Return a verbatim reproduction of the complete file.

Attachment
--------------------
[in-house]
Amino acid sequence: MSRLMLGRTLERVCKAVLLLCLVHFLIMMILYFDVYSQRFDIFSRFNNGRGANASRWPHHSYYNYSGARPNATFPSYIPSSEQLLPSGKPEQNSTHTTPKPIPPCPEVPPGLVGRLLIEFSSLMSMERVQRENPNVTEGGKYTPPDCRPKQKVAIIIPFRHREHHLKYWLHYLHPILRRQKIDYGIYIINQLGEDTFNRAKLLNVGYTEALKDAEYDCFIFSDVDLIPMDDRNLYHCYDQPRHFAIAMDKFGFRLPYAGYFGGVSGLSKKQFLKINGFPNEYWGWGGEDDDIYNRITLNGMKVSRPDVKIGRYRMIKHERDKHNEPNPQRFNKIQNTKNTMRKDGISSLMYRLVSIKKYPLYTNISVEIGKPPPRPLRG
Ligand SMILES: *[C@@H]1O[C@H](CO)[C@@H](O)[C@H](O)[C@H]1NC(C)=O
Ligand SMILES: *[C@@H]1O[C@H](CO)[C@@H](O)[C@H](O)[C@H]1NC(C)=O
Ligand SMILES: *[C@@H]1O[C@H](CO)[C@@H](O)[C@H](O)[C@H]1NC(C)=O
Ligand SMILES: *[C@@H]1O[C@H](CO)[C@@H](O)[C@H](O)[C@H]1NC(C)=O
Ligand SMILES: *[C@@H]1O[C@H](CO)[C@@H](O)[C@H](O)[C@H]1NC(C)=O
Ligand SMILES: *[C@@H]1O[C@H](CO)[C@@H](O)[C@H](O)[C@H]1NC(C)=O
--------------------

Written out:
[in-house]
Amino acid sequence: MSRLMLGRTLERVCKAVLLLCLVHFLIMMILYFDVYSQRFDIFSRFNNGRGANASRWPHHSYYNYSGARPNATFPSYIPSSEQLLPSGKPEQNSTHTTPKPIPPCPEVPPGLVGRLLIEFSSLMSMERVQRENPNVTEGGKYTPPDCRPKQKVAIIIPFRHREHHLKYWLHYLHPILRRQKIDYGIYIINQLGEDTFNRAKLLNVGYTEALKDAEYDCFIFSDVDLIPMDDRNLYHCYDQPRHFAIAMDKFGFRLPYAGYFGGVSGLSKKQFLKINGFPNEYWGWGGEDDDIYNRITLNGMKVSRPDVKIGRYRMIKHERDKHNEPNPQRFNKIQNTKNTMRKDGISSLMYRLVSIKKYPLYTNISVEIGKPPPRPLRG
Ligand SMILES: *[C@@H]1O[C@H](CO)[C@@H](O)[C@H](O)[C@H]1NC(C)=O
Ligand SMILES: *[C@@H]1O[C@H](CO)[C@@H](O)[C@H](O)[C@H]1NC(C)=O
Ligand SMILES: *[C@@H]1O[C@H](CO)[C@@H](O)[C@H](O)[C@H]1NC(C)=O
Ligand SMILES: *[C@@H]1O[C@H](CO)[C@@H](O)[C@H](O)[C@H]1NC(C)=O
Ligand SMILES: *[C@@H]1O[C@H](CO)[C@@H](O)[C@H](O)[C@H]1NC(C)=O
Ligand SMILES: *[C@@H]1O[C@H](CO)[C@@H](O)[C@H](O)[C@H]1NC(C)=O